Category: Recreation

Horse-Drawn Pleasure

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---- CUSTOMIZED ADAPTATION --------- PURPOSE: To create a custom adapted horse-drawn cart for use with a manual or electronic wheelchair by children with mobility disabilities. Using a standard horse-drawn cart as a base, a cart was designed which meets all of Australia's Riding for the Disabled organization’s needs. It has a sturdy chassis made from steel tubing, with marine-grade plywood panels and floor and fabricated metal mudguards. Horse-drawn carts generally have big wheels which make them high so that the driver can see over the top of the horse; however, in this version the wheels are very low-slung, with the floor of the cart only 30 centimeters from the ground. The wheel and cart being lower to the ground provides added stability and prevents the cart from rolling over. Instead of the usual spoke wheels with a timber or steel rim the cart uses smaller car tires. The tailgate of the cart consists of two hinged sections which fold down to form a ramp for wheelchair access. When folded down, the first section is supported by a leg between the two sections, and the second section rests on the ground. To make it easier to unfold the sections, there is a handle in the center of the lower section. When folded up, the two sections form a sturdy back panel which is extra protection against the wheelchair rolling out of the cart, if by chance it became unsecured. The back is locked in place with a pin on either side, similar to a tailgate on a truck or trailer and it’s fully contained so the pin can’t come all the way out and get lost. The cart has three seats. The two outside seats each have two arms, so the outer arms create a safety railing and the inner arms create divisions between the seats which help to keep the passengers in position. The seats and seat backs are upholstered with vinyl covered foam. The center and right seats are removable to provide space for a wheelchair. These seats are held in place by four locking pins, which are easy for a trained person to take out but may be too difficult for someone with a disability to remove. The center seat rests on the outer pins and lifts out first, followed by the outer one. When an electric wheelchair is in place instead of the two seats, it needs to be in exactly the right position so its weight is equally distributed to the front and back wheels of the cart. It also needs to be firmly secured so it doesn’t move and change the balance of the cart during travel; therefore, toggle clamps similar to those used for securing wheelchairs in buses were added. On the side wall left of the driver’s seat there is a foot-operated brake which uses a car hand-brake mechanism, and has a hand lever to lock it on. This can be used to keep the cart completely still while the passengers are boarding, even if the horse moves a little. It can also be used as a parking brake when necessary such as when the cart is on a hill. To make the ride as comfortable as possible, the cart has leaf springs from a car suspension, which were chosen for their load-carrying capacity. The capacity can be adjusted by adding or removing leaves to the spring—this sort of bar is used on most horse-drawn vehicles of this type. The bar swivels as the horse turns to maintain an equal load on both sides. Once complete, the frame was painted maroon and the outside panels a cheerful yellow, with grey anti-slip paving paint on the floor of the cart and the ramp. TITLE: Horse-drawn pleasure. JOURNAL: TAD Journal. REF: Volume 31, Number 1, Summer 2011: pp. 6-7. PAGES: 3 with cover.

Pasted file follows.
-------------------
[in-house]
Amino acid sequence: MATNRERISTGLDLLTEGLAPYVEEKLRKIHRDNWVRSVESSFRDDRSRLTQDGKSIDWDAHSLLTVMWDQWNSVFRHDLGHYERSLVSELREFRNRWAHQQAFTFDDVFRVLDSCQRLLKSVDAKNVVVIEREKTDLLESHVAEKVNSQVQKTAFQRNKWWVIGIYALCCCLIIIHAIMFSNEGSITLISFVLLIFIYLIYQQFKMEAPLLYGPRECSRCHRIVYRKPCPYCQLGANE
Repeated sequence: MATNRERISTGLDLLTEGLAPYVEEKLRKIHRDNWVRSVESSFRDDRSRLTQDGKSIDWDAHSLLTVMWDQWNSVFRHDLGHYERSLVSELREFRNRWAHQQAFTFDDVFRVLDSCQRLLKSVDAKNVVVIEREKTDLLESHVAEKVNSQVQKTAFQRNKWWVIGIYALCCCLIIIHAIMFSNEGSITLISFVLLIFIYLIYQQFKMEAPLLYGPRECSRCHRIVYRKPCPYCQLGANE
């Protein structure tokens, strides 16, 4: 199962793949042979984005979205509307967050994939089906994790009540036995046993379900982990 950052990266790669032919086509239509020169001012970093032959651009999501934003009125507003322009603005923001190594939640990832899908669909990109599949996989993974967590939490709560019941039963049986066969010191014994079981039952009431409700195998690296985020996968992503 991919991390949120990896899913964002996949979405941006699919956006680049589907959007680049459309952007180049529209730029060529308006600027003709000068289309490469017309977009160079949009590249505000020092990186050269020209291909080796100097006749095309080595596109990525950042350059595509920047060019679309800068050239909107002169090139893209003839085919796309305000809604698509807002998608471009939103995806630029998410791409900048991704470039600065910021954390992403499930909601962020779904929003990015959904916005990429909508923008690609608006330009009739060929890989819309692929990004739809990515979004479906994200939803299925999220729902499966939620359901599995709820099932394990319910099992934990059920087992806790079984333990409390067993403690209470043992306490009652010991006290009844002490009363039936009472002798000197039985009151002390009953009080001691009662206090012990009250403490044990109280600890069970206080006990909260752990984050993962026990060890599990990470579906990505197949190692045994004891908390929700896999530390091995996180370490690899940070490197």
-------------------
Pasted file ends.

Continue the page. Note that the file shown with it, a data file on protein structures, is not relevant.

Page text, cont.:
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Horse-Drawn Pleasure

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Technical Aid To The Disabled (TAD)
Technical Aid To The Disabled (TAD) Organization Type: 
TAD is a charity organisation that has the authority to fundraise. TAD uses volunteers dedicated to the design, construction and provision of aids for people with disabilities. Members of TAD provide a resource pool comprising a range of design, engineering, rehabilitation, computer, therapy and other professional and technical skills. Aids custom-designed by TAD volunteers are described in the TAD Journal.
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Therapeutic Aids